Writers in the Grove is pleased to host the WINTERSONG 2019 public reading event at the Forest Grove United Methodist Church on Saturday, February 2, 2019, from 10:30 AM to about noon.
This event is open to all ages. It is free to enter and to attend.
The location is:
Forest Grove United Methodist Church
1726 Cedar Street
Forest Grove, Oregon.
Submission Guidelines and Entry Form is located here: (more…)
The following events are coming up for Writers in the Grove members and the general public.
- Mondays: 9-11AM Creative Writing Workshop – Free – Forest Grove Community and Senior Center
- Second Saturdays: 10:30am-noon Creative Writing Workshop – Free – Forest Grove Public Library
- Conversations with Writers, last Monday of each month, 7-9PM, Reedville Presbyterian Church, Aloha
- Washington County Writers Forum, first Thursday of each month, 7-8:30PM, Insomnia Coffee, downtown Hillsboro.
This prompt for this week came from a blog posting by Susan S:
Seminars over the years have given the same advice in millions of different ways, but the gist of the hours of speeches boil down to “finding your passion.” Once that passion is discovered, there is no end to the fantastic things that you can accomplish.
Out digging in the garden I discovered a root vegetable that found his passion.
It seems that this carrot not only found his hidden ability, he took that ability and over-achieved his goals.
It can be said that my carrots have a hard time containing themselves. I think that maybe this one deserves an A (from beta-carotene) for spectacular growth along with biotin, vitamin B6, vitamin K and potassium.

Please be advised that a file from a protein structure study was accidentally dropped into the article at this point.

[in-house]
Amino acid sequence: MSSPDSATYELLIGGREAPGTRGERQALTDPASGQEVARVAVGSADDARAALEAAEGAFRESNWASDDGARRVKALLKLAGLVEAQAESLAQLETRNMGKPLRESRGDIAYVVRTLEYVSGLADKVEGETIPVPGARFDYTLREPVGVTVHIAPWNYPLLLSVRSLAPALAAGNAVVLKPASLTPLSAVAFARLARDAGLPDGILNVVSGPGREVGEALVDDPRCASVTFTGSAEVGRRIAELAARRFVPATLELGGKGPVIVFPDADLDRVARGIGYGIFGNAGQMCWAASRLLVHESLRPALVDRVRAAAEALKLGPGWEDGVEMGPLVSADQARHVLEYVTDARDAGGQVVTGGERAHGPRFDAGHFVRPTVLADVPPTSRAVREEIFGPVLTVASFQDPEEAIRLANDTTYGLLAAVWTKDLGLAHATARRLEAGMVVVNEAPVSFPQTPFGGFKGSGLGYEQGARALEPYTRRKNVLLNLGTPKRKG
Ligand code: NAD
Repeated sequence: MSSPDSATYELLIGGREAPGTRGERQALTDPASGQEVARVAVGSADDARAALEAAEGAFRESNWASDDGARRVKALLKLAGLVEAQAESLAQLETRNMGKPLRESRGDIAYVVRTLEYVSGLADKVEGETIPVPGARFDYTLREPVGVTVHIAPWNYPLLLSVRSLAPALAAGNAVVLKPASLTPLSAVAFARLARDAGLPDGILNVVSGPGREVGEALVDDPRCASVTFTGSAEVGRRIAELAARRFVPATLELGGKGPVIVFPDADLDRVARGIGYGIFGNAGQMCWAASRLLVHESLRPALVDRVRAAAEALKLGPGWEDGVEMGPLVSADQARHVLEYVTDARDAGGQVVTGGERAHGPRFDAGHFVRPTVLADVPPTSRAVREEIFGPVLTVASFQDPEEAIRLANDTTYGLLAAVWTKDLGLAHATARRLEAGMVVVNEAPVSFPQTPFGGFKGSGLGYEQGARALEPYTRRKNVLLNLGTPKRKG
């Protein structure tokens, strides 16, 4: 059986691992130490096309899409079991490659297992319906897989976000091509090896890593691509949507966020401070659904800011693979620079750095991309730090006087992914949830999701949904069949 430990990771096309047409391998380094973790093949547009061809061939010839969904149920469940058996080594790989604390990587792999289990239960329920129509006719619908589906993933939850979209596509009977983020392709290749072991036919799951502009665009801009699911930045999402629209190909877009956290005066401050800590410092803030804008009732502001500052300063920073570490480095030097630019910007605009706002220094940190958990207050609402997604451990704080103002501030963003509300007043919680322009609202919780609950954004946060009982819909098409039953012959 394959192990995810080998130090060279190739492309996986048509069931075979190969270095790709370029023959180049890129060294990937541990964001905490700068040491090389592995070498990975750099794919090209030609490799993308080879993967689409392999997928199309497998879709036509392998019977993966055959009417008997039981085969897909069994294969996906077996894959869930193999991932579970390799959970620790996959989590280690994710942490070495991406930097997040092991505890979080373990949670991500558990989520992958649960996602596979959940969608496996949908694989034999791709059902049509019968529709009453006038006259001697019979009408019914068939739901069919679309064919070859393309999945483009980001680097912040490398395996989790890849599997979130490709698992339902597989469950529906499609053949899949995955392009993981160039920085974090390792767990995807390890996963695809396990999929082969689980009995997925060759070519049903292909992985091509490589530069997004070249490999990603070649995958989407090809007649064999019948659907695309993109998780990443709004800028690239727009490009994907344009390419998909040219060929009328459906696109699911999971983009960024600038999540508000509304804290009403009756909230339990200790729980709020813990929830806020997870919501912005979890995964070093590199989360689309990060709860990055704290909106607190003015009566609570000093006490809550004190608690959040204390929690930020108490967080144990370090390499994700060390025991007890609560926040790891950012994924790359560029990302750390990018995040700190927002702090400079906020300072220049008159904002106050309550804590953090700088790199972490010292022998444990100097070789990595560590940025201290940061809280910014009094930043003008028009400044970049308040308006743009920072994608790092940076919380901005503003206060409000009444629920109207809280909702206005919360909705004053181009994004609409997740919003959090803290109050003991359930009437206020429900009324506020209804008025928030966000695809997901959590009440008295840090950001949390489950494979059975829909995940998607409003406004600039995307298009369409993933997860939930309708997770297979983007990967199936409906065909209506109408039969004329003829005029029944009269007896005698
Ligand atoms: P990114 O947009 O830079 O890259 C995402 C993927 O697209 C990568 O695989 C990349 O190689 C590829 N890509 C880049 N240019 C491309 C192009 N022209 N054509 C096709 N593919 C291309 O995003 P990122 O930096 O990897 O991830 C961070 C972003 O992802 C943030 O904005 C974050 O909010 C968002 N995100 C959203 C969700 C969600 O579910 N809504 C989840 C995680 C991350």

If a vegetable can do it, what are YOU waiting for?
The prompt is to write about your passion.
The following was submitted by Writers in the Grove member, Bev Walker.
5 Jan 2019
A month or so ago I read a piece I’d written, titled “The Artist”, at the weekly meeting of the Senior Center Writers group. It was about my mother’s low opinion of people who take up such an occupation, and my deep desire to do just that. It was prefaced with a sub-heading of, “(Did) Your mother ever spit on a hanky and then wipe your face with it? Yeah, well…,” which met with agreeing laughter.
A few days before, I’d asked the same question of a group of people where I live with the same reaction, and the comment, “They all did that!” Well, this is an update.
The twenty-eighth of Dec, (or so) I woke early and surfing around found a morning news magazine show just ending. The reporter said, “And here’s a final note. Scientists have now verified the discovery of the best stain remover in all the world. You’ll never guess what it is. Your mother’s spit!” That’s right! All those times my mama spit on a hanky and wiped your face with it she was using the best stain remover known to man! All this time I’m thinking ‘Hanky spit! Disease! Bacteria! Germs!’ Turns out it was good for you.
There were two prompt choices offered for this weeks meeting.
1) Write a haiku on the following subject: Your first day of high school.
The form involves a total of 17 syllables in a verse of three lines that has the structure 5-7-5.
2) Write about something that involved a significant change in size (of whatever), that was significant to your life.
The prompt for this week’s meeting is a poem titled The Refugees, taken from the book, Kneeling in Bethlehem, by Ann Weems.
Into the wild and painful cold of the starless winter night
came the refugees,
slowly making their way to the border.
The man, stooped from age or anxiety,
hurried his small family through the wind.
Bearded and dark, his skin rough and cracked from the cold,
his frame looming large in spite of the slumped shoulders:
He looked like a man who could take care of whatever